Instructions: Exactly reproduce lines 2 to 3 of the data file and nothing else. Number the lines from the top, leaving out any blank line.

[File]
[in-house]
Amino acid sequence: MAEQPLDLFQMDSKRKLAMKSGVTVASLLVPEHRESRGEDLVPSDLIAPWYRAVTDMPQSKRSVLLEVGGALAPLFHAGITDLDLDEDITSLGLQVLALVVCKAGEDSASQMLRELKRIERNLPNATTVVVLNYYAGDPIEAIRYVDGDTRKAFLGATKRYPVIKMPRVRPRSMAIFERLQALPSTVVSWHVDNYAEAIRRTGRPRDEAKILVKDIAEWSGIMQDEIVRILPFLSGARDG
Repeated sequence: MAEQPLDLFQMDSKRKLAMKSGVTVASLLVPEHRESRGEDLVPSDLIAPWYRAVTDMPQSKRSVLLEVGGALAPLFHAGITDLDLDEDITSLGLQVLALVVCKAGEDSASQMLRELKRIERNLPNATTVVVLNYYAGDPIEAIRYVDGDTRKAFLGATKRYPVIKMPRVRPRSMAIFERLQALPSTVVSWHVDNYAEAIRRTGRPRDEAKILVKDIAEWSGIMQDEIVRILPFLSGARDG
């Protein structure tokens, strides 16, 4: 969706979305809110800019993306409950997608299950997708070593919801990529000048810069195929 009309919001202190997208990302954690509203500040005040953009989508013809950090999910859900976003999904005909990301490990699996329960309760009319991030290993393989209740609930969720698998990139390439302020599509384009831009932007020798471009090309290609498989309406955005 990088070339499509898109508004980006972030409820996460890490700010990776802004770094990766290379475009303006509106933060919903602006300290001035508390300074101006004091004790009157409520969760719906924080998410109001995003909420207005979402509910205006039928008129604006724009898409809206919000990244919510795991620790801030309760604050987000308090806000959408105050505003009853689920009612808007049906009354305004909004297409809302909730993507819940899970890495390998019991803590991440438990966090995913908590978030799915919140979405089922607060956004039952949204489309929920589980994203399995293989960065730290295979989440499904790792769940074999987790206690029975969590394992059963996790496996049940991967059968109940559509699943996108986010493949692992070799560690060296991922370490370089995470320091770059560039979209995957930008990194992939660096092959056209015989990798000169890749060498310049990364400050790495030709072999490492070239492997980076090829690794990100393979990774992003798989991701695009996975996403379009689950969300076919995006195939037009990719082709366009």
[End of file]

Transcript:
Amino acid sequence: MAEQPLDLFQMDSKRKLAMKSGVTVASLLVPEHRESRGEDLVPSDLIAPWYRAVTDMPQSKRSVLLEVGGALAPLFHAGITDLDLDEDITSLGLQVLALVVCKAGEDSASQMLRELKRIERNLPNATTVVVLNYYAGDPIEAIRYVDGDTRKAFLGATKRYPVIKMPRVRPRSMAIFERLQALPSTVVSWHVDNYAEAIRRTGRPRDEAKILVKDIAEWSGIMQDEIVRILPFLSGARDG
Repeated sequence: MAEQPLDLFQMDSKRKLAMKSGVTVASLLVPEHRESRGEDLVPSDLIAPWYRAVTDMPQSKRSVLLEVGGALAPLFHAGITDLDLDEDITSLGLQVLALVVCKAGEDSASQMLRELKRIERNLPNATTVVVLNYYAGDPIEAIRYVDGDTRKAFLGATKRYPVIKMPRVRPRSMAIFERLQALPSTVVSWHVDNYAEAIRRTGRPRDEAKILVKDIAEWSGIMQDEIVRILPFLSGARDG